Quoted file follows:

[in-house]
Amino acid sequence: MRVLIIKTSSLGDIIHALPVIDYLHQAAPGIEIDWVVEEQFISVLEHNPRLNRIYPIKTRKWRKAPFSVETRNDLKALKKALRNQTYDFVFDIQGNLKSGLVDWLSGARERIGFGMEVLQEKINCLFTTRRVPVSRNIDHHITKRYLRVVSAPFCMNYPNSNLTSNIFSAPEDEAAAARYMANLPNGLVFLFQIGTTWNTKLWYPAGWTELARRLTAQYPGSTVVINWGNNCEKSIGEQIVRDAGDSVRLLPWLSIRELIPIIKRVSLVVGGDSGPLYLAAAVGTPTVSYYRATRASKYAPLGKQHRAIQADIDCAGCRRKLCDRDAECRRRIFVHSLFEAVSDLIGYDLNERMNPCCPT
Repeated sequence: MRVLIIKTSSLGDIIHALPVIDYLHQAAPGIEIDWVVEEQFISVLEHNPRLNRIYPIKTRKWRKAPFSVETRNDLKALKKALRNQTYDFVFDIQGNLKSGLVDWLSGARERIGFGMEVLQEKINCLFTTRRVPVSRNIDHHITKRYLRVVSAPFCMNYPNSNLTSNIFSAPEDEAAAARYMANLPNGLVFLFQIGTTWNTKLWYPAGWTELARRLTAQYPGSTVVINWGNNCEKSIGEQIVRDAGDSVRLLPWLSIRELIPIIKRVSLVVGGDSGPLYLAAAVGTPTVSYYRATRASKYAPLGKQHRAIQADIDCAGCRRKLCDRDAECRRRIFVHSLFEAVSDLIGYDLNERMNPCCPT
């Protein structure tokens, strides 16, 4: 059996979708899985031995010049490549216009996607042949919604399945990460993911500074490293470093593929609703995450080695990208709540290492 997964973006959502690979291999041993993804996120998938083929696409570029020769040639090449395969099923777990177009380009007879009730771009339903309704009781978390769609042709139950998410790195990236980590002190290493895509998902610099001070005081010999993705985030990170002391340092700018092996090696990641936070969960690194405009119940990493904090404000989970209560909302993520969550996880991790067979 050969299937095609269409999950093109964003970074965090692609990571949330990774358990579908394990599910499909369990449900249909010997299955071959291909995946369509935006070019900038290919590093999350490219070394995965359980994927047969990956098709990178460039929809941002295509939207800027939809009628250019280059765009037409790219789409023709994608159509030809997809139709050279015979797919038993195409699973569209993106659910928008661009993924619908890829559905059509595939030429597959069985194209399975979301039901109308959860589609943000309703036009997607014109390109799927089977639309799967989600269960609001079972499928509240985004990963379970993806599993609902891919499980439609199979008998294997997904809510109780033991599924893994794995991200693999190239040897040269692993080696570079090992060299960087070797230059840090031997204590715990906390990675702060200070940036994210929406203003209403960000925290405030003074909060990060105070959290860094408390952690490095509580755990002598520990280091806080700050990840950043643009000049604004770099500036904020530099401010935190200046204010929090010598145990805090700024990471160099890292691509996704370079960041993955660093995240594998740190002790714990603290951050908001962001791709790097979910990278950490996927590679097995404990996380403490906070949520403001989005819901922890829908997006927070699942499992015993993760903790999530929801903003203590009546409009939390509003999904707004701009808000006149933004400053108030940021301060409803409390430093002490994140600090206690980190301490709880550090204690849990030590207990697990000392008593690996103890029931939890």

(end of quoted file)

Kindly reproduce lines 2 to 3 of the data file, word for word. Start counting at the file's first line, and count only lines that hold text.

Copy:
Amino acid sequence: MRVLIIKTSSLGDIIHALPVIDYLHQAAPGIEIDWVVEEQFISVLEHNPRLNRIYPIKTRKWRKAPFSVETRNDLKALKKALRNQTYDFVFDIQGNLKSGLVDWLSGARERIGFGMEVLQEKINCLFTTRRVPVSRNIDHHITKRYLRVVSAPFCMNYPNSNLTSNIFSAPEDEAAAARYMANLPNGLVFLFQIGTTWNTKLWYPAGWTELARRLTAQYPGSTVVINWGNNCEKSIGEQIVRDAGDSVRLLPWLSIRELIPIIKRVSLVVGGDSGPLYLAAAVGTPTVSYYRATRASKYAPLGKQHRAIQADIDCAGCRRKLCDRDAECRRRIFVHSLFEAVSDLIGYDLNERMNPCCPT
Repeated sequence: MRVLIIKTSSLGDIIHALPVIDYLHQAAPGIEIDWVVEEQFISVLEHNPRLNRIYPIKTRKWRKAPFSVETRNDLKALKKALRNQTYDFVFDIQGNLKSGLVDWLSGARERIGFGMEVLQEKINCLFTTRRVPVSRNIDHHITKRYLRVVSAPFCMNYPNSNLTSNIFSAPEDEAAAARYMANLPNGLVFLFQIGTTWNTKLWYPAGWTELARRLTAQYPGSTVVINWGNNCEKSIGEQIVRDAGDSVRLLPWLSIRELIPIIKRVSLVVGGDSGPLYLAAAVGTPTVSYYRATRASKYAPLGKQHRAIQADIDCAGCRRKLCDRDAECRRRIFVHSLFEAVSDLIGYDLNERMNPCCPT